Geometry effects of osteoporosis on cancellous bone

Normal cancellous bone, such as that in the vertebral body, is composed of both horizontal and vertical trabec-ulae. These trabecular struts are interconnected, much like the scaffolding used to surround buildings during construction. While the individual vertical and horizontal members, are, by themselves, important in resisting loads in particular directions (i.e., anisotropic properties), it is their interaction that gives cancellous bone its great compres-sive strength.

Osteoporosis is a disorder in which total bone mass is reduced yet the quality of the bone is normal. If a microsection of bone were to be biochemically analyzed, it would demonstrate a normal ratio of osteoid to mineral. Though total bone mass is affected, there is a predisposition to loss of the horizontal trabeculae [4]. This leads to decreased interconnectivity of the internal scaffolding of the vertebral body (Fig. 1b). Without the support of crossing horizontal members, unsupported vertical beams of bone easily succumb to minor, normally subcatastrophic, loads. Clinically, this leads to crush of the cancellous bone within the vertebral body, recognizable as an osteoporotic compression fracture, which may occur with low-energy maneuvers such as picking up a bag of groceries.

Fig. 4 The importance of interconnectivity of bone is shown by the analogy to a brick wall. Normal bone has interconnectivity, like the overlapping of the brick wall on the left. It can sustain heavy loads. Osteoporotic bone has lost its interconnectivity, like the brick wall on the right. Its walls can sustain only light loads, as they will collapse and buckle under heavier loads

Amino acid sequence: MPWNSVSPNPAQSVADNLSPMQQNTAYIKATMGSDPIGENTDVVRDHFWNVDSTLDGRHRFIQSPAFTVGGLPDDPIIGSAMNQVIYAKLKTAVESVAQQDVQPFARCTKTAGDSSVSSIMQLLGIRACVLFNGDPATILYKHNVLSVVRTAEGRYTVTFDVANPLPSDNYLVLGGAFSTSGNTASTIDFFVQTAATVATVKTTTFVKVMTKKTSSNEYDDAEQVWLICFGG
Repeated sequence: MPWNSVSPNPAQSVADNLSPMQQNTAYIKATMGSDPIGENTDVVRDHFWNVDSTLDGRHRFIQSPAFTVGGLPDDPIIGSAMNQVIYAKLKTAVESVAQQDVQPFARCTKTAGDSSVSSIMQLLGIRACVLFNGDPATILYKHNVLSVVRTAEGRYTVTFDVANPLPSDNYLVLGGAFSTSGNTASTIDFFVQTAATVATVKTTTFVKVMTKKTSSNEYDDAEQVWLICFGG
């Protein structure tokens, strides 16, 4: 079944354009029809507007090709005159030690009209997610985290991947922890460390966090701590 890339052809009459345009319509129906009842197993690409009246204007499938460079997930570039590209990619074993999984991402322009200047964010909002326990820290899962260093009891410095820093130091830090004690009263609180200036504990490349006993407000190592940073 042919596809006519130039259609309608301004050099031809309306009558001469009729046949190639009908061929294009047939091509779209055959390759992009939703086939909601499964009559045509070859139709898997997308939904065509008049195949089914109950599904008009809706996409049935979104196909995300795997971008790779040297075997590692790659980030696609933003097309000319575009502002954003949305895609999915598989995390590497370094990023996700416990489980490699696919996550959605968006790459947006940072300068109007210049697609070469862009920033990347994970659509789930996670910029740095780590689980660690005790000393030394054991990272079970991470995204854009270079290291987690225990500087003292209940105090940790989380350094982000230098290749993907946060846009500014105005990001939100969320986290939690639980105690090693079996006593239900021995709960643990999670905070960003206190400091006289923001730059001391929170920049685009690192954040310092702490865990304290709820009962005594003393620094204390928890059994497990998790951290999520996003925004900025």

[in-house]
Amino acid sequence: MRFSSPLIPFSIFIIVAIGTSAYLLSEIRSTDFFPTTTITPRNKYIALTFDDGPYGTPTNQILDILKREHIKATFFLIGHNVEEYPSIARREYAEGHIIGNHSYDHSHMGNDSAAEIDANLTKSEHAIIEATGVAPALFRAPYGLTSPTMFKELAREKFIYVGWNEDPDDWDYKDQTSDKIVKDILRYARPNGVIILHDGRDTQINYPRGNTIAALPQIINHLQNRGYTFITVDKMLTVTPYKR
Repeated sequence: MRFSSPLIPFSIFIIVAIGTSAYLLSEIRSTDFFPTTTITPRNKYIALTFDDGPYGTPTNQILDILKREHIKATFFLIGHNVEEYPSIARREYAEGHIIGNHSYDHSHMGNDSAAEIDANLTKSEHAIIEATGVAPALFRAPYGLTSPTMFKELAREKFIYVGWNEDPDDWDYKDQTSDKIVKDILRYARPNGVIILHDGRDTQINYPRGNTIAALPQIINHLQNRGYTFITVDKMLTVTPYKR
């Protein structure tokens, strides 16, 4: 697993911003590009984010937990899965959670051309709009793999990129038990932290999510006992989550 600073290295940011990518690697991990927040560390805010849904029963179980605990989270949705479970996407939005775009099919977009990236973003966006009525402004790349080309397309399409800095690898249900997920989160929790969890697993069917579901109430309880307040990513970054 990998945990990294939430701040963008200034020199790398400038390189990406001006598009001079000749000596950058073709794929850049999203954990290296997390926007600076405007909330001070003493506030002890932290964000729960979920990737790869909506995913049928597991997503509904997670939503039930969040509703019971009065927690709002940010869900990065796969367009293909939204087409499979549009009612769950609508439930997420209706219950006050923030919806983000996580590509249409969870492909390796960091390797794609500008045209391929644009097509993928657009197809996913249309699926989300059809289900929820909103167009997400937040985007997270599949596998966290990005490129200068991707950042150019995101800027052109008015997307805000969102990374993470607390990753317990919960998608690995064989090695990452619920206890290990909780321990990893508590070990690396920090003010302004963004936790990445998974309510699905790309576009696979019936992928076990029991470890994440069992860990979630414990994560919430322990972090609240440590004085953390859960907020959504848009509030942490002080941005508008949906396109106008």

Fig. 4 The importance of interconnectivity of bone is shown by the analogy to a brick wall. Normal bone has interconnectivity, like the overlapping of the brick wall on the left. It can sustain heavy loads. Osteoporotic bone has lost its interconnectivity, like the brick wall on the right. Its walls can sustain only light loads, as they will collapse and buckle under heavier loads

Using the analogy of the column of bricks detailed above, imagine two different brick buildings. The first is built in the usual manner: the bricks are overlapped with each other in a staggered pattern, representing interconnectivity of the trabeculae. The second building is built with columns of bricks stacked on top of each other with no overlapping, representing loss of interconnectivity (Fig. 4). While both houses might support some weight of objects placed on the roof, the first house would be able to support much greater loads. The walls of the second house would only be able to support much lighter loads. With heavier loads, the walls of the second house will have a tendency to buckle and topple, like an osteoporotic vertebral fracture. Taking the example one step further, consider the first house to be built with bricks made of granite and the second house made of bricks of porous sandstone. The sandstone bricks would have a greater tendency to crumble with loads, as would the osteoporotic vertebral body.

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